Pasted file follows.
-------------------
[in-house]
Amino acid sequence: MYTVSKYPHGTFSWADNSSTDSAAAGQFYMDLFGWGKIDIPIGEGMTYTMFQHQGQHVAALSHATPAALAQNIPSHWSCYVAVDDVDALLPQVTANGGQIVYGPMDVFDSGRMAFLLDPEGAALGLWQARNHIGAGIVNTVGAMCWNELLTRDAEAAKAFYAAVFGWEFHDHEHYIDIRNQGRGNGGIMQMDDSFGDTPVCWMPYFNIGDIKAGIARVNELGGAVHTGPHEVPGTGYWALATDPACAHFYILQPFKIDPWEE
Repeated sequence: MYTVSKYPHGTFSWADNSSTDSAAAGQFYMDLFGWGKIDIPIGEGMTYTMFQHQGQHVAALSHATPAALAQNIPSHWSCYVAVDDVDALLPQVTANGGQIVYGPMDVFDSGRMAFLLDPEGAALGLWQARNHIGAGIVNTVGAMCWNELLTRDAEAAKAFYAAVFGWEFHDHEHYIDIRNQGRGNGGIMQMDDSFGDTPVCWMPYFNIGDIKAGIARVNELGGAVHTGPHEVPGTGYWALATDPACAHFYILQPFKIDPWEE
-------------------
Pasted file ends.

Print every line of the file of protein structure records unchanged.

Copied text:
[in-house]
Amino acid sequence: MYTVSKYPHGTFSWADNSSTDSAAAGQFYMDLFGWGKIDIPIGEGMTYTMFQHQGQHVAALSHATPAALAQNIPSHWSCYVAVDDVDALLPQVTANGGQIVYGPMDVFDSGRMAFLLDPEGAALGLWQARNHIGAGIVNTVGAMCWNELLTRDAEAAKAFYAAVFGWEFHDHEHYIDIRNQGRGNGGIMQMDDSFGDTPVCWMPYFNIGDIKAGIARVNELGGAVHTGPHEVPGTGYWALATDPACAHFYILQPFKIDPWEE
Repeated sequence: MYTVSKYPHGTFSWADNSSTDSAAAGQFYMDLFGWGKIDIPIGEGMTYTMFQHQGQHVAALSHATPAALAQNIPSHWSCYVAVDDVDALLPQVTANGGQIVYGPMDVFDSGRMAFLLDPEGAALGLWQARNHIGAGIVNTVGAMCWNELLTRDAEAAKAFYAAVFGWEFHDHEHYIDIRNQGRGNGGIMQMDDSFGDTPVCWMPYFNIGDIKAGIARVNELGGAVHTGPHEVPGTGYWALATDPACAHFYILQPFKIDPWEE